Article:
And although the link between anxiety and social media is indirect, it does appear that caring about the happenings of our Facebook friends can add a lot of extra weight. For me, that snuck in. Over time, I noticed myself spending a lot of time worrying about an extra 300 people, and it took a toll.

I found a similar story in an article titled “How Social Media Affects Our Self-Perception.” In it, author Kelsey Sunstrum explores “smiling depression,” describing how a friend deleted Instagram because it was depressing her.

“The pressure of taking the right picture, with the right filter, wearing the right outfit, at the right place, with the right people was too much pressure,” Sunstrom said. “We are conditioned to project only our best, albeit unrealistic, selves on our social media profiles as a modern way of virtually keeping up with the Joneses.”

Sunstrom also describes how much energy people spend crafting the perfect digital identity and how it can be associated with smiling depression.

Smiling depression can be used to describe people who don’t necessarily look unhappy, but are hiding depression. Sunstrom observed, “Social media puts an interesting lens on the creation of the self, and how this construction affects our mental well-being.”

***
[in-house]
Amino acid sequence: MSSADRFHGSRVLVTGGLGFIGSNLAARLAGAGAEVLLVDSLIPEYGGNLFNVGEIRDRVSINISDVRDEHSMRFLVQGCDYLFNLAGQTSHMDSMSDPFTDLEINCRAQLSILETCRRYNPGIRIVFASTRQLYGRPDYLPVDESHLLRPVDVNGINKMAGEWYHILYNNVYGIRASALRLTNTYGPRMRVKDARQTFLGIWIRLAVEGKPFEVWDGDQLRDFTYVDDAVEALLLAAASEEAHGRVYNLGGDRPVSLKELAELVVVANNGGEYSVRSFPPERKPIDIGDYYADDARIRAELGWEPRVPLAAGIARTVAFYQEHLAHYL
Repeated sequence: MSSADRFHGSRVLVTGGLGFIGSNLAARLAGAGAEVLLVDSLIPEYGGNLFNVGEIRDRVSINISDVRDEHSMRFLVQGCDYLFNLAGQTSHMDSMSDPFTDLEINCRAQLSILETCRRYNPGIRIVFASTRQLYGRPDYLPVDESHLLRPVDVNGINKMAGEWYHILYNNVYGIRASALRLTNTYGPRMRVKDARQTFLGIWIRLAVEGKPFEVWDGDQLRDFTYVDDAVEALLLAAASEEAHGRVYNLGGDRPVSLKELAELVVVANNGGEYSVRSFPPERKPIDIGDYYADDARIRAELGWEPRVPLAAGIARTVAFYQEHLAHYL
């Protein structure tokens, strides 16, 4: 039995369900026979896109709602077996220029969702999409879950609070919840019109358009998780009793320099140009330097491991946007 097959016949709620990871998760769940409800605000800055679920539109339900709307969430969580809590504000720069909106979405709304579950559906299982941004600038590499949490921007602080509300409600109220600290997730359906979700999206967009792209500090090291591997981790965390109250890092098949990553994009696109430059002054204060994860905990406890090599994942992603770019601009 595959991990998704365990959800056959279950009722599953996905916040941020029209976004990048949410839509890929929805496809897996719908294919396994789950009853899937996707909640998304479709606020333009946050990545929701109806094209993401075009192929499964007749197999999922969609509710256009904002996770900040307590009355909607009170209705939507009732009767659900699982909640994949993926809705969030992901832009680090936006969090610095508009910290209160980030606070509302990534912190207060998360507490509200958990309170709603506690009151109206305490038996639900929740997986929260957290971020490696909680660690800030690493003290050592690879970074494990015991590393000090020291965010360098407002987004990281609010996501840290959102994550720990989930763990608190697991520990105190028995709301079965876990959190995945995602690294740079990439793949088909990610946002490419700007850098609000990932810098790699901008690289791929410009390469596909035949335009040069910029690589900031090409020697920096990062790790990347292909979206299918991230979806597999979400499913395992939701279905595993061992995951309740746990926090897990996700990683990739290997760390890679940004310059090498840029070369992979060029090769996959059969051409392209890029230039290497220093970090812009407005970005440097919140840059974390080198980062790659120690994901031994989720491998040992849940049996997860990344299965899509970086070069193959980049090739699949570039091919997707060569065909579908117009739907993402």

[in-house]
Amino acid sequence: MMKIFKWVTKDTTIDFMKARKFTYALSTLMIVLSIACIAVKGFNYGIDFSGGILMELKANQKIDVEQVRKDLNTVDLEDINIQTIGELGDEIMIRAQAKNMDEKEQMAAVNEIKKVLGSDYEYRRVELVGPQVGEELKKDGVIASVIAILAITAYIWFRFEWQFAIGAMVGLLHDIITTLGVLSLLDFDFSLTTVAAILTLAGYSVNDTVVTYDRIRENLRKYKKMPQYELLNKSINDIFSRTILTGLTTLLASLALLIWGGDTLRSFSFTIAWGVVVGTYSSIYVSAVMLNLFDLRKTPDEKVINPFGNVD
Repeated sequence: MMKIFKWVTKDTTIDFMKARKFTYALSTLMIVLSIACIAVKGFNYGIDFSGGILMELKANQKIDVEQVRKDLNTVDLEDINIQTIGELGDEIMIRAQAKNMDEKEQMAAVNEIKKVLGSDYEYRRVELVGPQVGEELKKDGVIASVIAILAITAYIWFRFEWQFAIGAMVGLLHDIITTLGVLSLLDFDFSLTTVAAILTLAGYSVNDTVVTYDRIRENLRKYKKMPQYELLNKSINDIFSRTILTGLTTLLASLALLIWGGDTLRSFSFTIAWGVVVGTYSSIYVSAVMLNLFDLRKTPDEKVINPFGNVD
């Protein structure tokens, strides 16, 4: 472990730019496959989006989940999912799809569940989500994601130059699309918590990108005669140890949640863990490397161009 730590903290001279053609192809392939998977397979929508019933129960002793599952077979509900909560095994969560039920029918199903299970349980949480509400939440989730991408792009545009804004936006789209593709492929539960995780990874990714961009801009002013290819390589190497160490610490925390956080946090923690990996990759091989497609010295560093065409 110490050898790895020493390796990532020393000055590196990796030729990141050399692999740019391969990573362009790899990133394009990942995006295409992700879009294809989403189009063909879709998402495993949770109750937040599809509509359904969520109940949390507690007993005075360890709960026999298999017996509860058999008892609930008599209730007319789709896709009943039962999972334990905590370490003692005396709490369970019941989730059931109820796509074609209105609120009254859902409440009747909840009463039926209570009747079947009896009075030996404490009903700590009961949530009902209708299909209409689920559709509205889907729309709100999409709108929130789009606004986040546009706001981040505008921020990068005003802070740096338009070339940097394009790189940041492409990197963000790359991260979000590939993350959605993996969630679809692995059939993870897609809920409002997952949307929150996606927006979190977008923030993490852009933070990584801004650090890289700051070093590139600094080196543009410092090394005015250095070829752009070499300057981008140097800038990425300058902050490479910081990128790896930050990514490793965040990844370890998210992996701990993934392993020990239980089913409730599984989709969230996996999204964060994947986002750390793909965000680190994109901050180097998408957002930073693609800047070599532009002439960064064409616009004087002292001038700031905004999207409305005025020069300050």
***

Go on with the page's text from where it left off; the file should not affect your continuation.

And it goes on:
With the pressure for a digital image and the expectations to participate on social media, we can easily go from self-aware to anguishing in our own thoughts.

I’m not saying that you must delete your social media accounts, buy a flip phone and suddenly relish in your new enlightenment. I am hoping that you’ll gain a renewed self-awareness by looking at your level of online interaction and deciding if it’s healthy. For me, I needed to change my habits after becoming conscious that Facebook was having a negative impact on my life. That doesn’t mean I’ve sworn off social media, but it does mean that I have learned some limitations I should set for myself.

It has now been three weeks since I deleted my Facebook account, and, on the way to school, my son said, “Mom, you forgot your phone.” I told him that I didn’t bring it because what he had to say was more important than anything on that screen. He smiled. I smiled. We are already better off.

And you know what? Tonight, I have something really fun planned with my family. I am going to take lots of pictures. I am going to make tons of memories. And you are not going to see any of it.

Status update: feeling … free.